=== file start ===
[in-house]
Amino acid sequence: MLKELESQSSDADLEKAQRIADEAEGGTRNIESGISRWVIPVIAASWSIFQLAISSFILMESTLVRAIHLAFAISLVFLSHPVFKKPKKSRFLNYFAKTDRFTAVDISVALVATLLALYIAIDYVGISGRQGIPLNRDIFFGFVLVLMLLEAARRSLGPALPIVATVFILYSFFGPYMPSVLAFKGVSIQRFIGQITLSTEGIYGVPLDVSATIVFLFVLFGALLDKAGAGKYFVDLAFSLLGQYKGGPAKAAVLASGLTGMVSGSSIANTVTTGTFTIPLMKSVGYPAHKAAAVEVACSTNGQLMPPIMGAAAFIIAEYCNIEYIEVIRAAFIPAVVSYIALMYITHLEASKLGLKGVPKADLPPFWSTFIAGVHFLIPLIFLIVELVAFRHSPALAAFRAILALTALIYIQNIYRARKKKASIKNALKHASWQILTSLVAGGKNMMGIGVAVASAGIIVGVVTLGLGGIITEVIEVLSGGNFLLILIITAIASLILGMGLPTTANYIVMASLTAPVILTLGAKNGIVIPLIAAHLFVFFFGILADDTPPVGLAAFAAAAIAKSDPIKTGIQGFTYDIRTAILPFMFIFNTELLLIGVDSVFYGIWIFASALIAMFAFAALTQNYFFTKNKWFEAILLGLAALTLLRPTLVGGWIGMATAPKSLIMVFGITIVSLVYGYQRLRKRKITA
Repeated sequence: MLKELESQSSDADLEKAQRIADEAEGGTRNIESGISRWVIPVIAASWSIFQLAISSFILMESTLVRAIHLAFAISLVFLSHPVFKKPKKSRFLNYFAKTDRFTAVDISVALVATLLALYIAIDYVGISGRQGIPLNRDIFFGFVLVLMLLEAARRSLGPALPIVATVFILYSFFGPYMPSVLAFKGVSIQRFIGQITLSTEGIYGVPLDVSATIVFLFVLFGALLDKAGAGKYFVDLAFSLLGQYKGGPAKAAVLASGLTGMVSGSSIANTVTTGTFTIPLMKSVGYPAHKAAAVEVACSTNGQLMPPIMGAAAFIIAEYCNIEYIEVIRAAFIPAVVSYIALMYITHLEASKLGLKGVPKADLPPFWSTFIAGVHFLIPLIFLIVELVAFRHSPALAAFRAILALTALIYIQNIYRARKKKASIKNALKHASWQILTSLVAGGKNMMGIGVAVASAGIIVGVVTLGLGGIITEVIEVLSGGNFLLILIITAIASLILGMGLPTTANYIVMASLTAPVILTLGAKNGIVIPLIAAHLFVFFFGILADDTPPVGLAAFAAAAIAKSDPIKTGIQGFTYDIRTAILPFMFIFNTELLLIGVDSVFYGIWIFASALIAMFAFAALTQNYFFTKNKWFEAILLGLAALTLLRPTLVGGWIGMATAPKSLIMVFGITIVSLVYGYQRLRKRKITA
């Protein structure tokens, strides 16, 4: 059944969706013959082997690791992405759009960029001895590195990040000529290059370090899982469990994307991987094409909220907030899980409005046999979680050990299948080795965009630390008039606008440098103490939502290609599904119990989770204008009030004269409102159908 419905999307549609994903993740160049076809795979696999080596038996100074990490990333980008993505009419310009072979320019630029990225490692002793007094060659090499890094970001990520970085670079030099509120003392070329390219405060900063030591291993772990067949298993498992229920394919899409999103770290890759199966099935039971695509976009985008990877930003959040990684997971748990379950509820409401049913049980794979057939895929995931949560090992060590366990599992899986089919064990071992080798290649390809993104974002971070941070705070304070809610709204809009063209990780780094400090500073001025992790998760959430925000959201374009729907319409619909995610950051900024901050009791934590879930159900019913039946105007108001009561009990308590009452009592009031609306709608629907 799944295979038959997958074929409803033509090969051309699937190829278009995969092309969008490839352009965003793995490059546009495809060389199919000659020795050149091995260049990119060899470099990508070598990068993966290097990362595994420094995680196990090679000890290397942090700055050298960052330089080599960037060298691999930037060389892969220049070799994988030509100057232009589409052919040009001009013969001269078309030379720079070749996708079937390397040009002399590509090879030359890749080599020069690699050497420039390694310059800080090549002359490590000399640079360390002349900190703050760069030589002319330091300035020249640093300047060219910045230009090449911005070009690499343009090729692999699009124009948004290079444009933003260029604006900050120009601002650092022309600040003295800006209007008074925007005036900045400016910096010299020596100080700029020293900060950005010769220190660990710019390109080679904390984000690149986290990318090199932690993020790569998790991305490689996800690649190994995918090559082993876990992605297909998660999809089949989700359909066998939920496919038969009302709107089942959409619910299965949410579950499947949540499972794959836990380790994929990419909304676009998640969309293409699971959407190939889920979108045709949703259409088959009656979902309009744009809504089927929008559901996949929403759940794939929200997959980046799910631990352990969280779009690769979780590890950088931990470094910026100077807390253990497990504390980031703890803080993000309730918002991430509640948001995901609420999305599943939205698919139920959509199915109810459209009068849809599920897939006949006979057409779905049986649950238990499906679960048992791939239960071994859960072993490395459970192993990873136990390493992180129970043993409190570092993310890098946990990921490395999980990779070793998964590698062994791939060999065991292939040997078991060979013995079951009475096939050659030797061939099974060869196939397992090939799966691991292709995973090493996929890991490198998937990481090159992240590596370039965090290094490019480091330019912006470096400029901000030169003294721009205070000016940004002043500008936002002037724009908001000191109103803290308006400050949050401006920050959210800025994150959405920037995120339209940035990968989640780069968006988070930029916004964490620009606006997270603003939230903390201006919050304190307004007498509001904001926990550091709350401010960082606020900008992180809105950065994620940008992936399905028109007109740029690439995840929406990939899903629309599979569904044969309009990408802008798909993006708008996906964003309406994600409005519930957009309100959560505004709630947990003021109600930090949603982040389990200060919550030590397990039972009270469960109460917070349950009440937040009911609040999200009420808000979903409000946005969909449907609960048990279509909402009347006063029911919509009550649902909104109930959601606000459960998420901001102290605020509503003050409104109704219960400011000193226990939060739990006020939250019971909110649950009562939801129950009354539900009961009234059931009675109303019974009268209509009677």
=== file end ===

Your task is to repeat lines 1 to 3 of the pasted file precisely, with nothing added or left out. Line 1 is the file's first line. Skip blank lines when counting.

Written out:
[in-house]
Amino acid sequence: MLKELESQSSDADLEKAQRIADEAEGGTRNIESGISRWVIPVIAASWSIFQLAISSFILMESTLVRAIHLAFAISLVFLSHPVFKKPKKSRFLNYFAKTDRFTAVDISVALVATLLALYIAIDYVGISGRQGIPLNRDIFFGFVLVLMLLEAARRSLGPALPIVATVFILYSFFGPYMPSVLAFKGVSIQRFIGQITLSTEGIYGVPLDVSATIVFLFVLFGALLDKAGAGKYFVDLAFSLLGQYKGGPAKAAVLASGLTGMVSGSSIANTVTTGTFTIPLMKSVGYPAHKAAAVEVACSTNGQLMPPIMGAAAFIIAEYCNIEYIEVIRAAFIPAVVSYIALMYITHLEASKLGLKGVPKADLPPFWSTFIAGVHFLIPLIFLIVELVAFRHSPALAAFRAILALTALIYIQNIYRARKKKASIKNALKHASWQILTSLVAGGKNMMGIGVAVASAGIIVGVVTLGLGGIITEVIEVLSGGNFLLILIITAIASLILGMGLPTTANYIVMASLTAPVILTLGAKNGIVIPLIAAHLFVFFFGILADDTPPVGLAAFAAAAIAKSDPIKTGIQGFTYDIRTAILPFMFIFNTELLLIGVDSVFYGIWIFASALIAMFAFAALTQNYFFTKNKWFEAILLGLAALTLLRPTLVGGWIGMATAPKSLIMVFGITIVSLVYGYQRLRKRKITA
Repeated sequence: MLKELESQSSDADLEKAQRIADEAEGGTRNIESGISRWVIPVIAASWSIFQLAISSFILMESTLVRAIHLAFAISLVFLSHPVFKKPKKSRFLNYFAKTDRFTAVDISVALVATLLALYIAIDYVGISGRQGIPLNRDIFFGFVLVLMLLEAARRSLGPALPIVATVFILYSFFGPYMPSVLAFKGVSIQRFIGQITLSTEGIYGVPLDVSATIVFLFVLFGALLDKAGAGKYFVDLAFSLLGQYKGGPAKAAVLASGLTGMVSGSSIANTVTTGTFTIPLMKSVGYPAHKAAAVEVACSTNGQLMPPIMGAAAFIIAEYCNIEYIEVIRAAFIPAVVSYIALMYITHLEASKLGLKGVPKADLPPFWSTFIAGVHFLIPLIFLIVELVAFRHSPALAAFRAILALTALIYIQNIYRARKKKASIKNALKHASWQILTSLVAGGKNMMGIGVAVASAGIIVGVVTLGLGGIITEVIEVLSGGNFLLILIITAIASLILGMGLPTTANYIVMASLTAPVILTLGAKNGIVIPLIAAHLFVFFFGILADDTPPVGLAAFAAAAIAKSDPIKTGIQGFTYDIRTAILPFMFIFNTELLLIGVDSVFYGIWIFASALIAMFAFAALTQNYFFTKNKWFEAILLGLAALTLLRPTLVGGWIGMATAPKSLIMVFGITIVSLVYGYQRLRKRKITA